I could never get tired of exploring India. This past week, I stumbled upon a new found love. A love for India’s southern states. I was in Mysore.
The Durbar Hall, also known as Sajje or Dasara Hall, in Mysore Palace is the most photographed room, for a better word, in the city. I had visited the palace earlier, many moons ago, as part of a college educational two-week trip. I remember, distinctively, I had found it kitsch and over the top, and was quick to dismiss it.
I guess I have changed. It is still kitsch, but this time I found beauty in its perfect symmetry. The grandeur, imposing. The stories in its walls – riveting.
It is not a very old palace, built in 1912 at a cost of US$30 million by British architect Henry Irwin for the royal Wodeyar dynasty after their old palace burnt down. The three-storey Indo-Saracenic edifice is a fusion of Hindu, Mughal, Rajput, and Gothic styles. A style one either loves or is overwhelmed by. Though most of it is now a Museum, the family still lives inside, in a demarcated section.
The Wodeyars [also spelled Wadiyars] ruled the Kingdom of Mysore from 1399 to 1950. For a brief interlude, from 1761 to 1799, their power was usurped by their military commander Hyder Ali and his son the ‘Tiger of Mysore’, Tipu Sultan. But more of that in my upcoming posts. 🙂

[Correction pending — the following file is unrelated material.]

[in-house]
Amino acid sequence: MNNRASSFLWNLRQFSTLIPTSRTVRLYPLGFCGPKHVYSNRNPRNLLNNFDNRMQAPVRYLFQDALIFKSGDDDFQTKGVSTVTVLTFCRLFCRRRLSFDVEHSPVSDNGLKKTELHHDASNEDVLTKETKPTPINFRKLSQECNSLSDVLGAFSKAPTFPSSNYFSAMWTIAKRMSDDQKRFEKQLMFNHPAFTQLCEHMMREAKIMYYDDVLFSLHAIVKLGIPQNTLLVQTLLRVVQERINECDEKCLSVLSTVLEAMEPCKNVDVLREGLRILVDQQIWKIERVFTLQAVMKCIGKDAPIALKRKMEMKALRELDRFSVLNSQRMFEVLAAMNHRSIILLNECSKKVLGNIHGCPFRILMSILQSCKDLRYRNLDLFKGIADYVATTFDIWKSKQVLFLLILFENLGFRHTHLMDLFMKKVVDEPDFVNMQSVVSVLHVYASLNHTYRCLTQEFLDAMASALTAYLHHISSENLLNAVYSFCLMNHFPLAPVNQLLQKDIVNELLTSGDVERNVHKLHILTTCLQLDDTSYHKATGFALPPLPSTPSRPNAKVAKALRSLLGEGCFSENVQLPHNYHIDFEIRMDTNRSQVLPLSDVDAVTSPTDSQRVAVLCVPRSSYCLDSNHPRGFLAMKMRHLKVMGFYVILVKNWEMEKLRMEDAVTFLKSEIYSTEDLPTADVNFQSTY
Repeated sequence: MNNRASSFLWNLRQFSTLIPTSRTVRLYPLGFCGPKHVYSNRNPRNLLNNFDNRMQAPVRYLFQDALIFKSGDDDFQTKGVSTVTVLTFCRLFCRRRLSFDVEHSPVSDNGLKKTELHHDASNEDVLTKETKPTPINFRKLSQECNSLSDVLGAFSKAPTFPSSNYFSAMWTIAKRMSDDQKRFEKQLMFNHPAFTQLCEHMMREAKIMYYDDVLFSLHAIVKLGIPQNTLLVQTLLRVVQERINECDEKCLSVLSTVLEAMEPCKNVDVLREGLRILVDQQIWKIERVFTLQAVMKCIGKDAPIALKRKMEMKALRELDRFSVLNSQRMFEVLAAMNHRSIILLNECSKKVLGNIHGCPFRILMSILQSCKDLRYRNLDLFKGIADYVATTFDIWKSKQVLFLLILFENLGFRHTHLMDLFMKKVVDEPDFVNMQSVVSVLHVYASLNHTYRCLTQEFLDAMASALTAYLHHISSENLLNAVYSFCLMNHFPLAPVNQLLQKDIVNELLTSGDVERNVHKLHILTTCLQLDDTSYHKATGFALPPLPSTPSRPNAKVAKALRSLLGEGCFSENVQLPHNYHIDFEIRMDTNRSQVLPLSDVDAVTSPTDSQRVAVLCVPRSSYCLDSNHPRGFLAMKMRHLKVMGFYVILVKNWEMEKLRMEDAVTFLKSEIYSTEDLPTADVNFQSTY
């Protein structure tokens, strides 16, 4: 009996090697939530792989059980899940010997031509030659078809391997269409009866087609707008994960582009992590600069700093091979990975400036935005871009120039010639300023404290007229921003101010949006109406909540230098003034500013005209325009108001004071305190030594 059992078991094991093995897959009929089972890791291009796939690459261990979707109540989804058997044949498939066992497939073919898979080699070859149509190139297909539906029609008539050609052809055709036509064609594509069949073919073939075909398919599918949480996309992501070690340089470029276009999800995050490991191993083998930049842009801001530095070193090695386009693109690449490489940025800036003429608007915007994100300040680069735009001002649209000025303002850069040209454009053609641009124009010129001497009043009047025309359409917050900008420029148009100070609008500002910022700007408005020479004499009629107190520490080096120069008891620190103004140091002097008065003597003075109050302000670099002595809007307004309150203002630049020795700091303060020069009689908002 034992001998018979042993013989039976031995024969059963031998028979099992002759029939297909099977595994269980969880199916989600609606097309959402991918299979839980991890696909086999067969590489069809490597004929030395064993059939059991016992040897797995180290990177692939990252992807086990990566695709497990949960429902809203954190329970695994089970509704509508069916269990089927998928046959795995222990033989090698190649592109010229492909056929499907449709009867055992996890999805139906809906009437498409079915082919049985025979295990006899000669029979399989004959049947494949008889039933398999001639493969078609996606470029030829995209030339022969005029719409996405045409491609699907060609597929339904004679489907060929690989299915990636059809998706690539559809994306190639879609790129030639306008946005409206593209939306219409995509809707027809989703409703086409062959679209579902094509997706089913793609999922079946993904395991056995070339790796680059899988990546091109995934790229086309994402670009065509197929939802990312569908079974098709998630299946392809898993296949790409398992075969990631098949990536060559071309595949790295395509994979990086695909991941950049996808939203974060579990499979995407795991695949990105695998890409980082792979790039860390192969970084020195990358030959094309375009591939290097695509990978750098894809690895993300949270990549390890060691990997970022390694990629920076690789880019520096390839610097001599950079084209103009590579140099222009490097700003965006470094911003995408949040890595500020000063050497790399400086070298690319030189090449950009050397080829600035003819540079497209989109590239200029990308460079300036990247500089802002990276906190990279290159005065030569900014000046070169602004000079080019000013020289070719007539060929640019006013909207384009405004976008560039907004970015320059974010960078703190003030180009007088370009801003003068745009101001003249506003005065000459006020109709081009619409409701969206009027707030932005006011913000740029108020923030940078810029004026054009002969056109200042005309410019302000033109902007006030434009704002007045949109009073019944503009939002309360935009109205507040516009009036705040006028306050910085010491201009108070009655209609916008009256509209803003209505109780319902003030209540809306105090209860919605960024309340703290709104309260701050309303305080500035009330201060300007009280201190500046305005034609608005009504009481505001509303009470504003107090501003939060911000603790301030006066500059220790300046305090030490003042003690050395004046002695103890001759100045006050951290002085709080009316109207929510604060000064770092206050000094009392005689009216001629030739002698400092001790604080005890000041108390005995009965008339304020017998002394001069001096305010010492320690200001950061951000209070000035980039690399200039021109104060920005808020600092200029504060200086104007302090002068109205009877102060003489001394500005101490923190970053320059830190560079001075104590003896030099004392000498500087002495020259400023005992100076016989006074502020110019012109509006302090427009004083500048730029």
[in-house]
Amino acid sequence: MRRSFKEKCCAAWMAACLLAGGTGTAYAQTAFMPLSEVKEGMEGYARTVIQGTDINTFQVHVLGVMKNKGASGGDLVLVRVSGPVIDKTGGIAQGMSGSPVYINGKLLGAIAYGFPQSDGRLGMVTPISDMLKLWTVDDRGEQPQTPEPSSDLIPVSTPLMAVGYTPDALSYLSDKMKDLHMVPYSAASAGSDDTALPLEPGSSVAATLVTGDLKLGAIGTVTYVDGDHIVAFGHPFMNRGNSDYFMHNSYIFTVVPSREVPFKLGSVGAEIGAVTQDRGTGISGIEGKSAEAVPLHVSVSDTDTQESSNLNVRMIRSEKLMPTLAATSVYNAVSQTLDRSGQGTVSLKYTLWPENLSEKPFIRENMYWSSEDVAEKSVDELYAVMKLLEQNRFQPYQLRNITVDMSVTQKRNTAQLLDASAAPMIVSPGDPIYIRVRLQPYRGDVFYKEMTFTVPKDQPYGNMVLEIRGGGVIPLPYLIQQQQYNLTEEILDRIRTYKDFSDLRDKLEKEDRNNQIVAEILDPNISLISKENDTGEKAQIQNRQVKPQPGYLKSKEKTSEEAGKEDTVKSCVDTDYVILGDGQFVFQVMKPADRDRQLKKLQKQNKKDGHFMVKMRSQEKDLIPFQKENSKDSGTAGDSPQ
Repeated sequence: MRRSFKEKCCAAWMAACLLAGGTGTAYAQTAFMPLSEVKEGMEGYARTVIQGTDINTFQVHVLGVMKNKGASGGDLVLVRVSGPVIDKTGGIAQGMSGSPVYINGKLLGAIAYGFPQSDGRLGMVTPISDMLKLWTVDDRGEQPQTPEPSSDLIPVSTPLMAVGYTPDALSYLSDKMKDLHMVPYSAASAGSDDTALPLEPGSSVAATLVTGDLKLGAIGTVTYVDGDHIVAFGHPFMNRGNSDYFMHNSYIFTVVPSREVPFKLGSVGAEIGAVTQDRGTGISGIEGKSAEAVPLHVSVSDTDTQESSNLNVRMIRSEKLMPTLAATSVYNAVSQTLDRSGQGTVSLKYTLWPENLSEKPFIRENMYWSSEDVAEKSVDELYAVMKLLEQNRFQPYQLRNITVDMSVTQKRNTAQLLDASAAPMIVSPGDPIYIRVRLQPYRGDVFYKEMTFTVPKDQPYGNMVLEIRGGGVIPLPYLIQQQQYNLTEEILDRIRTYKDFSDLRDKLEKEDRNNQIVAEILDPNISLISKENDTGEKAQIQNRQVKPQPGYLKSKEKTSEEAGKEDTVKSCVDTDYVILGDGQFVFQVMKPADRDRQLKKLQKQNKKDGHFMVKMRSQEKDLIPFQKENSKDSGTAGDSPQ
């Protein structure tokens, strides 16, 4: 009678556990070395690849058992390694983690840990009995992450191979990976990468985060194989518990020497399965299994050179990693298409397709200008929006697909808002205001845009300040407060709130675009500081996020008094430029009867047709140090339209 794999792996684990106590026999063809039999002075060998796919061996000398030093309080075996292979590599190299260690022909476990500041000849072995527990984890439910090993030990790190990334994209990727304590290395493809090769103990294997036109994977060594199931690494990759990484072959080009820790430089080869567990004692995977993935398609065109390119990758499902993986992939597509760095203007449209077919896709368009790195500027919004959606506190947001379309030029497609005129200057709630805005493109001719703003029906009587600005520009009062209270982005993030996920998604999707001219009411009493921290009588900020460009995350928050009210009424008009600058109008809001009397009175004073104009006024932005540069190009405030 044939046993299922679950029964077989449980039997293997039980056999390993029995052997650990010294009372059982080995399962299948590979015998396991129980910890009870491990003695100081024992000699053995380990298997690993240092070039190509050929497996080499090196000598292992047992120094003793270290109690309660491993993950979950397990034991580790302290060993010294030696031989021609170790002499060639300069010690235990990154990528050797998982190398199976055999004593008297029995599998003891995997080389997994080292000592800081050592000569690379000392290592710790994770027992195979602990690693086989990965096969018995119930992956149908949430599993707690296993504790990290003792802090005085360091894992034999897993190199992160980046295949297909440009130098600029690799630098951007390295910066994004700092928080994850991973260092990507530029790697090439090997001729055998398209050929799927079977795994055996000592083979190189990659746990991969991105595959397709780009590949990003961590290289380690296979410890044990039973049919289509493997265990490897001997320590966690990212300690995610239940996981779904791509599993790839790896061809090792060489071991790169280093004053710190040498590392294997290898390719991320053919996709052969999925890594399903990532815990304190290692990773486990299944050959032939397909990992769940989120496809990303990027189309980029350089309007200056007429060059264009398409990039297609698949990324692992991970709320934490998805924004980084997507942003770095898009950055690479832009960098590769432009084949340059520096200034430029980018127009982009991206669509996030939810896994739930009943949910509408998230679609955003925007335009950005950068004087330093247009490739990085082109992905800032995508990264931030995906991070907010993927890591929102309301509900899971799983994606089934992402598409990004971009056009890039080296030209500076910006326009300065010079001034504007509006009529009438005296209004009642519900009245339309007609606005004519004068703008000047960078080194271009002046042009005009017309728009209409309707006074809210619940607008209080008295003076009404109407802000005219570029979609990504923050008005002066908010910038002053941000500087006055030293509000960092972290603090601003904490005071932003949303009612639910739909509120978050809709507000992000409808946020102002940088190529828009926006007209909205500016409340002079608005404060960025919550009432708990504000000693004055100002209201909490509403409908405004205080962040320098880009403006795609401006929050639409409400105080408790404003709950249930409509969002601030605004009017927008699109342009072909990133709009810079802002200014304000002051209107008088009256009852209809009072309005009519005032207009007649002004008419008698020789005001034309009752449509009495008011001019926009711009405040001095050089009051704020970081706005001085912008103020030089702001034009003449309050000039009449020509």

My Mysore travels took me all over the sleepy royal city with the palace at its heart, to 1,000-year-old ethereal Hoysala stone temples, up some 650 steps to reach the feet of the world’s largest monolithic statue, and into the home of Tipu Sultan. Join me as I write about my travels in the South Indian state of Karnataka. And what better place to start than the room which was the last chapter of its royal past.
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[Note: This blog post is part of a series from my solo and independent travel to Mysore and its surrounds over 5 days in end-January 2020. To read more posts on Karnataka, click here.]